Call to make mobile payments more transparent to consumers
PRESS RELEASE - SOUTH AFRICA BULKSMS.COM - 14 July 2009
By Dr Pieter Streicher, MD of BulkSMS.com
Consumers should begin treating their cellphone bill like they do their credit card statement and check all deductions. With the increase in ease of mobile payments, especially via premium rate SMS subscription services, consumers should scrutinise their bills just as they would their credit card statements. If not they may be shocked by unexpected cellphone charges at the end of a month.
Few consumers realise that their cellphone has become a payment mechanism. It is a communications device plus payment gateway but consumers treat their airtime with scant regard for how much money they may actually be spending on premium rate mobile services, says Dr Pieter Streicher, managing director of BulkSMS.com, a global mobile messaging company.
According to Dr Streicher there is a worrying number of consumer complaints about mobile subscription services fielded by the Wireless Application Service Providers’ Association (WASPA) despite the industry’s best efforts to ensure wireless application service providers (WASPs) comply with industry regulations.
These complaints include incurring subscription billing without knowledge of subscribing, once off content downloads that initiate weekly charges, the difficulty in tracking down third party service providers and getting a refund from these companies, and the fact that networks cannot unsubscribe a consumer from a service. Complaints refer to joining mobile content clubs and also the downloading of mobile content such as ringtones, music, videos and information.
Many of these complaints are due to a lack of understanding about how premium SMS subscription services work as opposed to once-off downloads of content or information via SMS. Another reason is the lack of transparency in the presentation of cellphone bills.
Of course tracking mobile billings if you are a contract subscriber is easier than if you are a pre-paid customer. Pre-paid customers have to request a statement from their network or service provider. But even then contract consumers need to have itemised billing before they can adequately check their monthly cellphone charges, says Dr Streicher.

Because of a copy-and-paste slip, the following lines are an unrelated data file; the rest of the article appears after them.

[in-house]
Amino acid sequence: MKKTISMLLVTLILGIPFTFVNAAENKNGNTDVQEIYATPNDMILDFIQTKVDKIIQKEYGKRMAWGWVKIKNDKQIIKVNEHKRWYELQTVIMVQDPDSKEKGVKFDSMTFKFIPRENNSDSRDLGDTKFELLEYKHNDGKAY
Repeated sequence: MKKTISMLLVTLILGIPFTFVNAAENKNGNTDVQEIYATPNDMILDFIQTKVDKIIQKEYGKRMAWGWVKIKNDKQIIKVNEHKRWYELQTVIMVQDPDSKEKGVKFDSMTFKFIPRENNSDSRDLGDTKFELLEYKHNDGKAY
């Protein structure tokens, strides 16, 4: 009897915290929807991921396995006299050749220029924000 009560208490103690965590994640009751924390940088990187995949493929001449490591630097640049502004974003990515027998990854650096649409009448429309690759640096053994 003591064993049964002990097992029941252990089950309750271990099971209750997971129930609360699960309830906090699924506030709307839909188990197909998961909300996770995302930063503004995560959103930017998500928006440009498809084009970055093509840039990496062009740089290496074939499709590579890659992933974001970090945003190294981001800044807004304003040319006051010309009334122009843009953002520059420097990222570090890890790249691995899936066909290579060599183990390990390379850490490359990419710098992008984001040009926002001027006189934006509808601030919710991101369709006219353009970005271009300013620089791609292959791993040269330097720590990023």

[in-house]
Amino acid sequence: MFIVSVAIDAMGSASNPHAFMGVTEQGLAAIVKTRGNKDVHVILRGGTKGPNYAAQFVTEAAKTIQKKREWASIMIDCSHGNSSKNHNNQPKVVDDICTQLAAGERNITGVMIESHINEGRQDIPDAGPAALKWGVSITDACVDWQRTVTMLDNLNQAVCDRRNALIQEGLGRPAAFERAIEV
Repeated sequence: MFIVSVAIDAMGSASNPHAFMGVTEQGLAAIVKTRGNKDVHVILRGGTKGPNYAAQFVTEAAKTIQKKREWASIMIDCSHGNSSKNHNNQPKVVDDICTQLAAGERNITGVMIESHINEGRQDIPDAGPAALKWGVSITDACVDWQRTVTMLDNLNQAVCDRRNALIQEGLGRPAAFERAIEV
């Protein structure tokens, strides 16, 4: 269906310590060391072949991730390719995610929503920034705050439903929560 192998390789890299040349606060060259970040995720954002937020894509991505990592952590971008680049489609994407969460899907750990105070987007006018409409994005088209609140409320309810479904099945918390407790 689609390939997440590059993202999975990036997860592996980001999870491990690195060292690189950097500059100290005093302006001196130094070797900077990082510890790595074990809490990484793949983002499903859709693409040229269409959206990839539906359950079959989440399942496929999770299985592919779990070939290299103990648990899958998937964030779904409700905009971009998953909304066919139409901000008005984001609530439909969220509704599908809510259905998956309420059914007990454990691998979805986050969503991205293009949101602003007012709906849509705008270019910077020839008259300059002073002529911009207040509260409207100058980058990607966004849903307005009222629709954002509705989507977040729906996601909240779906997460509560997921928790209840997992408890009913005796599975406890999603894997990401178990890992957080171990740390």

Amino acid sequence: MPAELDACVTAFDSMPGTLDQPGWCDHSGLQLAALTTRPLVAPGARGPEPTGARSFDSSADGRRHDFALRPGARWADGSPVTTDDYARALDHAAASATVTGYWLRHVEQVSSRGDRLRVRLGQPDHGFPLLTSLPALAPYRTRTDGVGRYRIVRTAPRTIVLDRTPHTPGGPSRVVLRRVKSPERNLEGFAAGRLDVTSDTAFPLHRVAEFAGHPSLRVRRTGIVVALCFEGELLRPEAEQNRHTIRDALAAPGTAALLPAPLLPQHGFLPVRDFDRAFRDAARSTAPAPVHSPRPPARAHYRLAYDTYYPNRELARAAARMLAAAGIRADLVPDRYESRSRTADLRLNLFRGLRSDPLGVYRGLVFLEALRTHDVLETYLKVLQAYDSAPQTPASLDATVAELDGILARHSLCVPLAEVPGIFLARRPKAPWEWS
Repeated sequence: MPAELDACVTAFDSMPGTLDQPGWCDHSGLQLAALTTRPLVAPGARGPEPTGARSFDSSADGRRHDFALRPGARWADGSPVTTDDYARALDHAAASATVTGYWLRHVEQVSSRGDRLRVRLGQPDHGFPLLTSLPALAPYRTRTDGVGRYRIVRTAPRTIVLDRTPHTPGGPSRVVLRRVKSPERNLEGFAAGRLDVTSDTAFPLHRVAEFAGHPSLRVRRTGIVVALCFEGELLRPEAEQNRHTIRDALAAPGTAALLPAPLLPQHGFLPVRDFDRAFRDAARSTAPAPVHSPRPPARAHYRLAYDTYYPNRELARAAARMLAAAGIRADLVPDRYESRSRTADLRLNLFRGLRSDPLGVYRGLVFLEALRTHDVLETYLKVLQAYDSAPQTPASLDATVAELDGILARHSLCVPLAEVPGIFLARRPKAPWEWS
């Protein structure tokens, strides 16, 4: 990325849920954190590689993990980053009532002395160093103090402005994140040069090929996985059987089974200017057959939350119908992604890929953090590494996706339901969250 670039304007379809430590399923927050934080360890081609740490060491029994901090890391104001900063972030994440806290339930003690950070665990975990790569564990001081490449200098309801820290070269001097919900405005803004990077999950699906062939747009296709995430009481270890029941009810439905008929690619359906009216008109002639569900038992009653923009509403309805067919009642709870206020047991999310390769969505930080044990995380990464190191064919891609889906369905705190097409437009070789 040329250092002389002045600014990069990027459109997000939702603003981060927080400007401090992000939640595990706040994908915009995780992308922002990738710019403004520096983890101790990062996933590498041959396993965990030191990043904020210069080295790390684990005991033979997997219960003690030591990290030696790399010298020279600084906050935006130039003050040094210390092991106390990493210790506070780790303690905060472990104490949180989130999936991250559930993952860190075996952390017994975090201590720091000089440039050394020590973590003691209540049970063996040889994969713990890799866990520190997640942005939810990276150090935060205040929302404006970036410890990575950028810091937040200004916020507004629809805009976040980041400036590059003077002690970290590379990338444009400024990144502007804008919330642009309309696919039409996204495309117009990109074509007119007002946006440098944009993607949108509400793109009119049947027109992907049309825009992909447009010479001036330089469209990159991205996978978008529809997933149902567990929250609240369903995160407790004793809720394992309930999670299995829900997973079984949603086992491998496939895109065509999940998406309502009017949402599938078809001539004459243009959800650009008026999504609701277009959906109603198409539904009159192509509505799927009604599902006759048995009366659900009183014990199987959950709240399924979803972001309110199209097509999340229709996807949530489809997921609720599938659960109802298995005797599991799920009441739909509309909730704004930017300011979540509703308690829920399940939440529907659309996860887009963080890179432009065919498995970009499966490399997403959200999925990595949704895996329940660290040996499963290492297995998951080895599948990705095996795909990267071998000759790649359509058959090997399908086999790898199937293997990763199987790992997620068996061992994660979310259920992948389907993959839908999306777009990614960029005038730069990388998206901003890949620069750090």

One place to start to ensure adequate consumer protection is to look at where mobile payments can learn from the credit card industry. The criteria for making a mobile payment via SMS should be made stricter and mobile service providers should be able to reverse a transaction electronically.
Currently, for mobile subscription services a vendor only needs a cellphone number to process a payment. Credit card payments, on the other hand, require the customer’s name, the credit card number and the CCV number before a third party can process a transaction. Furthermore, while a person under the age of eighteen years cannot apply for a credit card from a financial institution, parents are happy to provide their children with a cellphone. It becomes easy for children to run up large bills on mobile content.
Another major difference between mobile payments and the use of a credit card is that credit card companies can electronically reverse a transaction, this is called a chargeback. Mobile subscription services do not have this ability and a consumer has to wait on third party vendors, not the networks, to make good on an SMS subscription service billing complaint. In many cases, due to the small amount claimed this is given to the consumer as airtime and not a cash payout.
“Consumers should empower themselves about premium rate SMS services before engaging with them as well as check their billing for irregularities. Consumers should query any charges they are not sure about with their network or service provider. If there are unaccounted for billings then a consumer should act on these and, where necessary, lodge a complaint with WASPA. There is a need to ensure consumers feel that they have recourse when they feel they are wrongly billed,” says Dr Streicher.
In Dr Streicher’s view the mobile industry needs to pull its weight in offering consumers more protection when it comes to making mobile payments.
The mobile networks need to assess what is lacking in their billing processes compared to the credit card system. The two areas which would immediately improve mobile payment services are billing transparency and chargebacks. The former will make it easier to identify the service provider offering subscription services and the latter will enable service providers to offer refunds where appropriate, says Dr Streicher.